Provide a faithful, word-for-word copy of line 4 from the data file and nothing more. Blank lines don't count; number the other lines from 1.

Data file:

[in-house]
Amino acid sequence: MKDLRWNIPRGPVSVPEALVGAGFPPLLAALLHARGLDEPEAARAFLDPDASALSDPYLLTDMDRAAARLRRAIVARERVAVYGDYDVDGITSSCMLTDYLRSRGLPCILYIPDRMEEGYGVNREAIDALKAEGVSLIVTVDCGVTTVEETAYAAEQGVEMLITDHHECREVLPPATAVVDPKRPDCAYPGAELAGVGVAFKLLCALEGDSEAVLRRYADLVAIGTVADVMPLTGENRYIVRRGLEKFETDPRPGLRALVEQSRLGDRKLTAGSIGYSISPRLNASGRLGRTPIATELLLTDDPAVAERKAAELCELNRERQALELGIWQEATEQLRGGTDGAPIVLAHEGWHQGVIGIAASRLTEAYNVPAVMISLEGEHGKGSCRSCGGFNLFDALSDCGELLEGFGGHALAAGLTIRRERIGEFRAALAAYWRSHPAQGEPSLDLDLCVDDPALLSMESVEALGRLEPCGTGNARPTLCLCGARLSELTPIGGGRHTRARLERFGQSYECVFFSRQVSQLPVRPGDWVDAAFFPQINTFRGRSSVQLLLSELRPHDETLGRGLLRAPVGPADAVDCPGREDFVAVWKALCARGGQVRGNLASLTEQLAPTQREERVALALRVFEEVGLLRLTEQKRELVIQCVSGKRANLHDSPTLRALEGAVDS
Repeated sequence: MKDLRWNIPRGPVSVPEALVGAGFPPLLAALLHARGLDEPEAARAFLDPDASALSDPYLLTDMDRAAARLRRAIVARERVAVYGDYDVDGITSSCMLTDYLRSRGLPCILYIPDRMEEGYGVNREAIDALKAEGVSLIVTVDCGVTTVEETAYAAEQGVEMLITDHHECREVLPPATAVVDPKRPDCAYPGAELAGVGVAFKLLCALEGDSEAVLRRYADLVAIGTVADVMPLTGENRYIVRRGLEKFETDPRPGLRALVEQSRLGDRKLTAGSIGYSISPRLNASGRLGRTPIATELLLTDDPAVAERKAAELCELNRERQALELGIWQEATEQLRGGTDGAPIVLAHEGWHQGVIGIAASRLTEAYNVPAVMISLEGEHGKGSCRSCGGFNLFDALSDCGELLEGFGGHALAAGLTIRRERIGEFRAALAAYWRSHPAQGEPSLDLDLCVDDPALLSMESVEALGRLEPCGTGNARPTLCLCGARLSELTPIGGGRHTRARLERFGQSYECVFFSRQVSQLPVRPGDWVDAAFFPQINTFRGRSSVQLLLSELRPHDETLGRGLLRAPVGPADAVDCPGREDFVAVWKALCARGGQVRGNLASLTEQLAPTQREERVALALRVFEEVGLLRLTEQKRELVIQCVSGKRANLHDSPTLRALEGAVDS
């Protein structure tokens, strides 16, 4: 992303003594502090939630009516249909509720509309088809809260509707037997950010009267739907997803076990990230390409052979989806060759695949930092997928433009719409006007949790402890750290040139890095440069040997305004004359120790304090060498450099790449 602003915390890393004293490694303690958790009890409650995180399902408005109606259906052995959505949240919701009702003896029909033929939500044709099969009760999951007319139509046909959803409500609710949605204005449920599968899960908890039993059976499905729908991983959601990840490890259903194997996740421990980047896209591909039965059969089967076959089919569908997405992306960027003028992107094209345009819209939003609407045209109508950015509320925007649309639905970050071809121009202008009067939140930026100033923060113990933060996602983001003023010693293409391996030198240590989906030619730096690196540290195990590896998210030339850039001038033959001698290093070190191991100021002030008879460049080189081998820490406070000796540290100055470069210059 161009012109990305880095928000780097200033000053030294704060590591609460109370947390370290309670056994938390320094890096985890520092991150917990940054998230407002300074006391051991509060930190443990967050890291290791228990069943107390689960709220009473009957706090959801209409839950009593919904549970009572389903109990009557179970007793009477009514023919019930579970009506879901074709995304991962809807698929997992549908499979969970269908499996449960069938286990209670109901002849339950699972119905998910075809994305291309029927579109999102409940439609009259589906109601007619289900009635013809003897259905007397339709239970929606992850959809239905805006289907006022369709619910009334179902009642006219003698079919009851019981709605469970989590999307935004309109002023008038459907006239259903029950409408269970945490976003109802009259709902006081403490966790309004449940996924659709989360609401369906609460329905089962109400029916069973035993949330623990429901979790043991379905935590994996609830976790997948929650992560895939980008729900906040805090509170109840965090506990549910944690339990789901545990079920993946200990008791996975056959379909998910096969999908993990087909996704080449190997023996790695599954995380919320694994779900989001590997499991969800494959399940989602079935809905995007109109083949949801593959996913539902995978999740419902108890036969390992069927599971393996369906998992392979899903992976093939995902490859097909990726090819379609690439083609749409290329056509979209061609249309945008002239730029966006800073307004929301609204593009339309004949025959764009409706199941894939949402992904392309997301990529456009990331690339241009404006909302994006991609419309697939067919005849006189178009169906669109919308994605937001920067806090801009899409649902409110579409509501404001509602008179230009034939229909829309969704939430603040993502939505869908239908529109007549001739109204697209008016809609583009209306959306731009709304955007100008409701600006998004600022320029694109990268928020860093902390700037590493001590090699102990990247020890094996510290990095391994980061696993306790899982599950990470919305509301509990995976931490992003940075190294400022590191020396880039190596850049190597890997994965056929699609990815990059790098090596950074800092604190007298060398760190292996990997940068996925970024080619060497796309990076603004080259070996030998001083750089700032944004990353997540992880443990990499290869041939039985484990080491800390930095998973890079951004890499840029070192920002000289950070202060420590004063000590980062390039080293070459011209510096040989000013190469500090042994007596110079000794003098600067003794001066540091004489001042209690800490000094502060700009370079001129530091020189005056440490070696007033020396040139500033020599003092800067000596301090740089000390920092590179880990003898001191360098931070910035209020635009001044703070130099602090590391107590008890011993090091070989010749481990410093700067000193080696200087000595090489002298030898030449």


């Protein structure tokens, strides 16, 4: 992303003594502090939630009516249909509720509309088809809260509707037997950010009267739907997803076990990230390409052979989806060759695949930092997928433009719409006007949790402890750290040139890095440069040997305004004359120790304090060498450099790449 602003915390890393004293490694303690958790009890409650995180399902408005109606259906052995959505949240919701009702003896029909033929939500044709099969009760999951007319139509046909959803409500609710949605204005449920599968899960908890039993059976499905729908991983959601990840490890259903194997996740421990980047896209591909039965059969089967076959089919569908997405992306960027003028992107094209345009819209939003609407045209109508950015509320925007649309639905970050071809121009202008009067939140930026100033923060113990933060996602983001003023010693293409391996030198240590989906030619730096690196540290195990590896998210030339850039001038033959001698290093070190191991100021002030008879460049080189081998820490406070000796540290100055470069210059 161009012109990305880095928000780097200033000053030294704060590591609460109370947390370290309670056994938390320094890096985890520092991150917990940054998230407002300074006391051991509060930190443990967050890291290791228990069943107390689960709220009473009957706090959801209409839950009593919904549970009572389903109990009557179970007793009477009514023919019930579970009506879901074709995304991962809807698929997992549908499979969970269908499996449960069938286990209670109901002849339950699972119905998910075809994305291309029927579109999102409940439609009259589906109601007619289900009635013809003897259905007397339709239970929606992850959809239905805006289907006022369709619910009334179902009642006219003698079919009851019981709605469970989590999307935004309109002023008038459907006239259903029950409408269970945490976003109802009259709902006081403490966790309004449940996924659709989360609401369906609460329905089962109400029916069973035993949330623990429901979790043991379905935590994996609830976790997948929650992560895939980008729900906040805090509170109840965090506990549910944690339990789901545990079920993946200990008791996975056959379909998910096969999908993990087909996704080449190997023996790695599954995380919320694994779900989001590997499991969800494959399940989602079935809905995007109109083949949801593959996913539902995978999740419902108890036969390992069927599971393996369906998992392979899903992976093939995902490859097909990726090819379609690439083609749409290329056509979209061609249309945008002239730029966006800073307004929301609204593009339309004949025959764009409706199941894939949402992904392309997301990529456009990331690339241009404006909302994006991609419309697939067919005849006189178009169906669109919308994605937001920067806090801009899409649902409110579409509501404001509602008179230009034939229909829309969704939430603040993502939505869908239908529109007549001739109204697209008016809609583009209306959306731009709304955007100008409701600006998004600022320029694109990268928020860093902390700037590493001590090699102990990247020890094996510290990095391994980061696993306790899982599950990470919305509301509990995976931490992003940075190294400022590191020396880039190596850049190597890997994965056929699609990815990059790098090596950074800092604190007298060398760190292996990997940068996925970024080619060497796309990076603004080259070996030998001083750089700032944004990353997540992880443990990499290869041939039985484990080491800390930095998973890079951004890499840029070192920002000289950070202060420590004063000590980062390039080293070459011209510096040989000013190469500090042994007596110079000794003098600067003794001066540091004489001042209690800490000094502060700009370079001129530091020189005056440490070696007033020396040139500033020599003092800067000596301090740089000390920092590179880990003898001191360098931070910035209020635009001044703070130099602090590391107590008890011993090091070989010749481990410093700067000193080696200087000595090489002298030898030449």